Sunday, 9 August 2015

Finding the Simple Faith

بِسۡمِ ٱللهِ ٱلرَّحۡمَـٰنِ ٱلرَّحِيمِ

The following was posted on The Sharing Group by a brother, on the 27th September, 2014.

“I am deeply touched by much that has been said and asked lately.  Being a former Islamaphobe, this is really the first time that I have ever heard Muslims themselves raise the very same issues and concerns about certain people who call themselves Muslims that I would have or anyone else would have.

Not sure why, perhaps because this is a group directed to converts, but many of you seem to have a much healthier approach to how you go about understanding Islam, and many of you seem to be much more accepting of others than I have seen among other Muslims.  Again, perhaps because the group is geared towards converts, there seems to be much more acceptance of people doubting their faith or struggling to understand how it fits into their world, their life.  So, a little about me.

I grew up as an Ultra Orthodox Jew, I have studied much in my past and never thought that I would ever have a life outside of studying the Talmud and praying.  To make a long story short, I had serious doubts about my faith, and because that was the only life I knew and the only world I knew, my biggest fear was that somehow someday, the truth would escape my lips, that I was not a believer, so I proceeded in doing some serious tortures on my mind and body to get my brain to believe but it would not, that period resulted in symptoms that took about 9 years to recover from, and the grateful movement out of that secluded world.  Eventually, I became a Christian, and then almost a Muslim and now finally agnostic, I call myself spiritually agnostic.

My experience has shown me the amazing amount of damage that fear can have over people, and how much we will do, how much I have done, just in the attempt to now lose the respect of others, the support of others.  In my opinion, we as Jews have created all of our problems, or at least most of them.  Life has plenty of difficulty but we have found a way to compound those problems.  I believe by setting ourselves apart as different, and imagining ourselves to be better, we have distanced ourselves from others.  By having ‘sacred’ texts that appear to be saying that we have the only way, we create others who need to say the same.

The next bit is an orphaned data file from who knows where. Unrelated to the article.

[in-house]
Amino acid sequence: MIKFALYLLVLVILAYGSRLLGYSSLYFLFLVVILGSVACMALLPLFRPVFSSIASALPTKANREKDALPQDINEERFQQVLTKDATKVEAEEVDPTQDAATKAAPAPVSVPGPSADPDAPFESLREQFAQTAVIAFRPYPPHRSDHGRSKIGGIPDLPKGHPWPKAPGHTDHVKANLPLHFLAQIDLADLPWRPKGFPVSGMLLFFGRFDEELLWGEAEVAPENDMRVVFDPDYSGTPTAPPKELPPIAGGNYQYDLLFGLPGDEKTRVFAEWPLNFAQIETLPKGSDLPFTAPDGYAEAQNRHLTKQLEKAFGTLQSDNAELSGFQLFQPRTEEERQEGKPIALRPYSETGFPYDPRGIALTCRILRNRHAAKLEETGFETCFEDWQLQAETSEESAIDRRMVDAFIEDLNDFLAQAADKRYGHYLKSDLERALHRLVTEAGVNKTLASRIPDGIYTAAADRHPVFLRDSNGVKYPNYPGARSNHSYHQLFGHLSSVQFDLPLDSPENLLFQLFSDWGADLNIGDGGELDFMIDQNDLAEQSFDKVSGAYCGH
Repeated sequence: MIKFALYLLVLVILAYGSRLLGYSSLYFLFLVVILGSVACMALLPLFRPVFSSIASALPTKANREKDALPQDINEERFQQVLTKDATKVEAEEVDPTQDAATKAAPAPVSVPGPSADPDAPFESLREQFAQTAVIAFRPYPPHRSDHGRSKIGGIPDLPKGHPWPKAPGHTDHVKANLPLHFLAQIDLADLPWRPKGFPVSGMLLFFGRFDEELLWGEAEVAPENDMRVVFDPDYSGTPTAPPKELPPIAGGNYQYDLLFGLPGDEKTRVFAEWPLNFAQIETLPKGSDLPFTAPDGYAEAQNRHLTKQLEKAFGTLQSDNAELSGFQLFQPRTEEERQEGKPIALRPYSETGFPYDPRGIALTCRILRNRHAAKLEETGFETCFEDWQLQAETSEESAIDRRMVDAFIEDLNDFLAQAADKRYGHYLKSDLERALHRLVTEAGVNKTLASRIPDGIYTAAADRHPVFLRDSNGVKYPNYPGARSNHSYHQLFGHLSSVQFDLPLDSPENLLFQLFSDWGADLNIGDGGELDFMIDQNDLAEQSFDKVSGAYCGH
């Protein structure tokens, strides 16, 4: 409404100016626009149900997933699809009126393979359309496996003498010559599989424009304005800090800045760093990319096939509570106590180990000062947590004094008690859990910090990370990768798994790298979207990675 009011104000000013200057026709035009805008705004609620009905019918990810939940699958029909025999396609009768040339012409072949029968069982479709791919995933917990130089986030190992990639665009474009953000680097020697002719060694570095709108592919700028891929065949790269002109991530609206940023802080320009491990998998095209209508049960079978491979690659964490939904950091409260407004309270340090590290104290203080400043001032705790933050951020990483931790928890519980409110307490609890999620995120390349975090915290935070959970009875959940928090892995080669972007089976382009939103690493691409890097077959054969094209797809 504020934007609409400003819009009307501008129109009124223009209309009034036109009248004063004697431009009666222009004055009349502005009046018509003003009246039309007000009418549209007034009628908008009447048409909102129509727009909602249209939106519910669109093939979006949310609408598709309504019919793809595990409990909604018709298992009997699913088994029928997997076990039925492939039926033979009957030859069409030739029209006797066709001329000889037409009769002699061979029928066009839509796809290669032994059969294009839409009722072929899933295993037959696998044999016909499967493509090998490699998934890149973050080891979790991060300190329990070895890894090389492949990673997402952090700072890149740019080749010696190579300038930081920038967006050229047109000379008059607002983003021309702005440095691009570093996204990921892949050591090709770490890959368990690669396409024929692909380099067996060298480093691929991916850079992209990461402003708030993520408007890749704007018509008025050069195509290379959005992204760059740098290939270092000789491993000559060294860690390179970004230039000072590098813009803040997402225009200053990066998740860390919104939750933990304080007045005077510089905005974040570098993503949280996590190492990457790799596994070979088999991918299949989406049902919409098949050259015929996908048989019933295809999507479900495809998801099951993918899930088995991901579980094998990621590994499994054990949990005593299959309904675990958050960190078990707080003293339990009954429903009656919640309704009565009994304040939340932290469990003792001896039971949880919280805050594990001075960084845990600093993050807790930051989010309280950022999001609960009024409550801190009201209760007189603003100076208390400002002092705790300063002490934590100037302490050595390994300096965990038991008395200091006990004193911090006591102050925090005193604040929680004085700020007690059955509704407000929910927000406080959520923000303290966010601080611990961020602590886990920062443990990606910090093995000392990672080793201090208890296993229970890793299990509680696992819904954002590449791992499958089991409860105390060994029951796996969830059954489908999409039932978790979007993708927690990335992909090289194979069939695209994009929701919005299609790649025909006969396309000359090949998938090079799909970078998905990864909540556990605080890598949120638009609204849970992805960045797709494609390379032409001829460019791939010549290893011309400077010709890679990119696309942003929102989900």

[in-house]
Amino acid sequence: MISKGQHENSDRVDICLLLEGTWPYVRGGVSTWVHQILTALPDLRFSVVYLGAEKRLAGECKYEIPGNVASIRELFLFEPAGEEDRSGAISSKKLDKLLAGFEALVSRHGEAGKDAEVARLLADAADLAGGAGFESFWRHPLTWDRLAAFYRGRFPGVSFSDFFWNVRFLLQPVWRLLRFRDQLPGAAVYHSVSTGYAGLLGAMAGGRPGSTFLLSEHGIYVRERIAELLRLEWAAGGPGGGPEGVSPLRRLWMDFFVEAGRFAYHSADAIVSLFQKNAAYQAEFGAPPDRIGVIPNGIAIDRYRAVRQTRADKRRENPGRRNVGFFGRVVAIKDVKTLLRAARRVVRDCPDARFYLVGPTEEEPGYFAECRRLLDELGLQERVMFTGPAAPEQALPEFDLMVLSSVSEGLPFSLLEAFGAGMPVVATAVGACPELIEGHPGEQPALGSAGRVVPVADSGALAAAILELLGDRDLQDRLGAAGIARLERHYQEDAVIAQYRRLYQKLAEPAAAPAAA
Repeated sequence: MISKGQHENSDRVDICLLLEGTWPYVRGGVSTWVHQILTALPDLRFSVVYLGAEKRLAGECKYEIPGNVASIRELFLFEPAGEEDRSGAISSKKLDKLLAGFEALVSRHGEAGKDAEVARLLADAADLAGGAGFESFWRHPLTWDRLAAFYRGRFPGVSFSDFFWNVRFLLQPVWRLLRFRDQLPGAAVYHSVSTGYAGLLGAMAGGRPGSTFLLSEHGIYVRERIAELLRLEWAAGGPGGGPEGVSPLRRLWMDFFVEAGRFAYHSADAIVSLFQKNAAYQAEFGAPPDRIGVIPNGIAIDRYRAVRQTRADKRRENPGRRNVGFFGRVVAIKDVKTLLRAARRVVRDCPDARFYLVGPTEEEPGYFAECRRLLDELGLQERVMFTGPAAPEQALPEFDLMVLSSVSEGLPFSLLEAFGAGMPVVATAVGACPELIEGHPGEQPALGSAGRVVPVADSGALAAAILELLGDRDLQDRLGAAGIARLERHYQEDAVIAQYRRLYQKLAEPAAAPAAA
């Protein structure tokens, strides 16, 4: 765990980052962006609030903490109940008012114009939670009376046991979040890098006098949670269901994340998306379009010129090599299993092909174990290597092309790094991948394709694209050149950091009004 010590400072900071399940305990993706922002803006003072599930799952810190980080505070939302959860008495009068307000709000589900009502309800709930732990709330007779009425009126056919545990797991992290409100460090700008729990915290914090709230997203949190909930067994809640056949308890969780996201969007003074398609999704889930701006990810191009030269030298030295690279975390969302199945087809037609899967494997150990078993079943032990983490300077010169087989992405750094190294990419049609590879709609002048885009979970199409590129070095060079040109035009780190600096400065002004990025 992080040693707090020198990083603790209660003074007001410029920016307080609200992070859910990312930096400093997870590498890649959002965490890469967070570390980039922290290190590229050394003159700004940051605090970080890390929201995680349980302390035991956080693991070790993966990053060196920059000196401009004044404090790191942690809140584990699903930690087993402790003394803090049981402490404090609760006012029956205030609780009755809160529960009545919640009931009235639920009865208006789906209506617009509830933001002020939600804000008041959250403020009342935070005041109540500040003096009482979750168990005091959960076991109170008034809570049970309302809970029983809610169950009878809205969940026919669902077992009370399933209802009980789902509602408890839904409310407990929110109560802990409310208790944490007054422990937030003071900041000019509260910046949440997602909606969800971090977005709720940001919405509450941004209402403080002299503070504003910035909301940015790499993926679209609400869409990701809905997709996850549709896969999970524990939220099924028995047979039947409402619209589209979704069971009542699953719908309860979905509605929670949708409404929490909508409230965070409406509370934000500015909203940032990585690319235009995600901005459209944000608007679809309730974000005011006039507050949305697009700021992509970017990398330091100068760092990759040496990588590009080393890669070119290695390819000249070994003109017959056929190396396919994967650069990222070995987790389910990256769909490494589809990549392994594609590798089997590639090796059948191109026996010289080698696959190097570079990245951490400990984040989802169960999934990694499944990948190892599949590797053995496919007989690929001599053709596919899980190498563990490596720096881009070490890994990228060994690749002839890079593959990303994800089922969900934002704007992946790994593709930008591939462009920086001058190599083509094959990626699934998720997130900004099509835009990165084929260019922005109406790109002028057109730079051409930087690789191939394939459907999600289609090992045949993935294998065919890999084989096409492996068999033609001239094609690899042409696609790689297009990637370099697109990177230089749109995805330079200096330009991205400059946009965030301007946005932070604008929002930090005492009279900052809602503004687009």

We, as humans, are profound readers of body language, the body gives off messages; it is so easy for me to tell you, just with a few movements of my neck muscles whether I consider you the same as me, better or less than, so when we feel we have a better way, the only way, yes, we do tell those around us that we feel that way, and then they know, that we are not ‘with’ them.

When I was an Orthodox Jew, I thought I had the truth, a better one than you.  When I was a Christian, I knew that I had the only way to God, through His only son.  When I was almost a Muslim, I had that same feeling: I have the truth and no one else does - or at least they do not have the ‘real’ truth, the ‘best’ truth.

What is going on here?  We humans have profound imaginations and you cannot imagine how badly I want to believe that I am better than you, or that I have something that you do not, or that God is Shining Himself upon me in a special way, but these are all things that I know nothing about.  I barely know anything about science or technology; I surely know nothing about God.

As a matter of fact, I am pretty sure that no one alive today can say with certainty that they have seen God, yes, of course, we all have that feeling, that hope: yes, of course, I have ‘seen’ God, in my breath in my hands, in my hearts beating, but, have we really?  Has He spoken to you and told you that your way is the only way?  Well, maybe He has Spoken to you, but one thing is certain, He has never spoken to me.  Then what do we have?

We have the stories we tell about God and each other, and for now, I appreciate that you guys are helping me see another story about Islam, perhaps a more real story, a more human one.  Yes, it is true.  I grew up among people who are almost identical to religious Muslims, or maybe a little crazier in some ways, and so yes, I am highly concerned when I see a mass of people who often, from my experience, hide genuine feelings, concerns and questions underneath the simple answer of “It's just what the Prophet said.”  Because it is this kind of simple faith that, in my opinion, has led my people and at times your people to do some really horrible things.

Simple faith.  What does that mean?  Sometimes it is a blessing, but sometimes it means “I can do to you, what I believe my God has told me to do, because since you haven’t seen Him, and I haven’t seen Him; there is no way for you to prove that my take on what he’s telling me to do is wrong!”  So, I get to do whatever my imagination tells me is right.  So yes, that could be pretty scary.  It was scary growing up among Jews.  And it is also scary when I see Muslims saying the same kinds of things.  If Muslims did not have such a superiority complex about their perfect club they belong to, I would proudly call myself a Muslim, not because of any fancy faith that I have, but just because there truly is much beauty in Islam and you know it!”


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